And I am. So I share these feelings with the whole wide cyber world as a reminder. You never know what’s going on with other people. How many times have you laid on your horn and zoomed around someone driving 15 in a 45? Who knows what is happening with that driver? Did he just leave his Covid positive wife in the hospital? Close the doors to a business he spent his life building? Lose a child?
We are, as a community and a society, experiencing so much collective loss. Let’s try to soften the blows for each other. Let’s practice a little more grace, let’s practice a little more compassion, let’s listen more, let’s insult less, be patient, let’s be more kind. We can’t do much about the prickly, heated, uncertain, downright scary sometimes world we live in. We can choose how to BE in it.
September 22, 2020, the Autumnal Equinox, a day that marks the changing of the seasons; the abundance of summer being ushered out to make room for the season about changing, letting go and ultimately of natural endings, was the day of my 22 year old daughter’s memorial service. It was the most perfectly beautiful, crystalline fall day. Once Abigael’s body was found, I had the crushing realization that planning a memorial service for her was IT for me. There would be no wedding, or surprise birthday parties, or any parties or baby showers to be a part of. And so, I obsessed over the details of the day–the flowers, the guest book, the Covid-friendly bites being offered, the collection of photographs and mementos of her too short life, the music, all of it. As I painstakingly chose each detail, I asked myself “would Abigael like this”?
Right before the service, Garth and I were talking to the pastor who was officiating. We were steadying ourselves for what we were about to experience. Call it a memorial service, call it a celebration of life, call it a funeral. Nonetheless, it was marking a painful ending for us. All of a sudden, the owner of the venue came into the room explaining that an anonymous person had just dropped off a large box of painted rocks, and she handed me a letter. The artist wrote:
After reading Abigael’s obituary, I was so moved, I felt compelled to make these memory rocks. I did not have the pleasure of meeting Abigael. But your words spoke to me. I’ve tried to paint reflections of her life for others to share.
Thank you, a mom
In the days that followed the service, many friends sent me photos of the rock that they chose, and I was astonished! I was amazed at the sheer number of them; there had to have been hundreds, and at the detail and the beauty of these rocks. They were infused with memories from the social media posts I had shared about my daughter. This was an incredibly special gift, and a beautiful detail I had never considered could be such an impactful part of her service.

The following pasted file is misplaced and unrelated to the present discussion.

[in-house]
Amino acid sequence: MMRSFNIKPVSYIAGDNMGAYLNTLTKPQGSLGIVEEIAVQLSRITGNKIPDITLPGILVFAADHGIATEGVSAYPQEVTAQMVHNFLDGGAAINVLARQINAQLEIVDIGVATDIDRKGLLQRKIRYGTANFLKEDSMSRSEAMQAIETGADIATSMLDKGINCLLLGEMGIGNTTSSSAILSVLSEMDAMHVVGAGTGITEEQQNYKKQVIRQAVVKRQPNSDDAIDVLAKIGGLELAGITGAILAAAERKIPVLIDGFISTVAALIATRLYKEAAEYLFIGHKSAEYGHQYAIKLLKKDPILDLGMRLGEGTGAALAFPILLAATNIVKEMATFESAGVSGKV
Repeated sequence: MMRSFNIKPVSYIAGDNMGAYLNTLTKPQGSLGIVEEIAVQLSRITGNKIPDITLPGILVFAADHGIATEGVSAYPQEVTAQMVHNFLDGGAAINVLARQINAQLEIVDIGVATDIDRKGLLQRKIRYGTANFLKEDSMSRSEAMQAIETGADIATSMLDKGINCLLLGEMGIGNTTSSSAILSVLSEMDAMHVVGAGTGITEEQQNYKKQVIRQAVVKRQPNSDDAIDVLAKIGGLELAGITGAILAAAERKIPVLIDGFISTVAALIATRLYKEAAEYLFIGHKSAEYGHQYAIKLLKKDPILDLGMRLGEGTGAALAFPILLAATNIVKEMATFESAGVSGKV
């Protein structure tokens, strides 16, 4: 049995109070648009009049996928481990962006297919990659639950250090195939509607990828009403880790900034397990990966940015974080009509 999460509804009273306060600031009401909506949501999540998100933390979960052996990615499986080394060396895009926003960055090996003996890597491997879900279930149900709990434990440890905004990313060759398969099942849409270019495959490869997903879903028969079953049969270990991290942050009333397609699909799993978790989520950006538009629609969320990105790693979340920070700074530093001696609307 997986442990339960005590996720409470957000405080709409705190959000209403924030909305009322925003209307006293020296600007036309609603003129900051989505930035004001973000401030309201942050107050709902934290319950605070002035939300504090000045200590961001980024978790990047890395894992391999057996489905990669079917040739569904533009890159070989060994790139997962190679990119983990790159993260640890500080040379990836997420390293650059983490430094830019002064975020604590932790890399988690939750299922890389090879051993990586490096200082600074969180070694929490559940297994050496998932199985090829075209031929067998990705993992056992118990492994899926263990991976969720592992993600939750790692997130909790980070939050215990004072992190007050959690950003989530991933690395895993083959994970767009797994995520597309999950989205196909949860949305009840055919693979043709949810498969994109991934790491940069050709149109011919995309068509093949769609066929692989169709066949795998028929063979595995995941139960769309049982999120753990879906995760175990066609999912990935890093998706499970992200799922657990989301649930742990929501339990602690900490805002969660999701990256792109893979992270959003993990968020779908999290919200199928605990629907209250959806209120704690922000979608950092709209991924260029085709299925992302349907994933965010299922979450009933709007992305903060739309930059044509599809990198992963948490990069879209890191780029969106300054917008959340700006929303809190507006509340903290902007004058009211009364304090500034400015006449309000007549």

I wonder about the artist of these rocks. Has she done this sort of thing before? If the answer is yes, I would really like to meet and learn from this individual. How has she been so in tune with the heartbreak and suffering that happens around her? How has she been so dedicated to serving others (strangers, even!) by sharing her own unique gift? Have I been so wrapped up in being busy that I just haven’t seen? If the answer is no, I would really like to meet and learn from this individual. What sort of courage does it take to move beyond simply feeling sad for a tragic situation and making the conscious decision to use your unique gifts to serve someone in pain, in need? How much time and energy–our most valuable gifts–had she poured into this hurting family and community?
When was the last time I felt so moved that I decided to ACT, to do something motivated purely by love? Don’t get me wrong, in the “before” time, I did good things. I volunteered, I donated, I signed up to bring people meals, I always told people to have a wonderful day, and I meant it. But, when was the last time that I truly let LOVE shine through me? That I used my own unique gift to make some tiny little corner of this world a better place? Not when it was convenient or easy or expected, but because love for humanity was just so compelling.
Abigael would have loved that box of rocks. She would have loved the synchronicity and spontaneity of it appearing at the service. She would have loved her friends and family holding onto a beautiful piece of earth and thinking of her. She would have loved me grappling with the notion that maybe, just maybe, I have more to give.
The symbolism of rocks causing ripples is not lost on me. These rocks, and the life of my daughter who inspired them, have the ability to cause ripples. What if they cause just one person, or maybe two people, or maybe even two hundred people to, at least once in their life, figuratively paint their own box of rocks?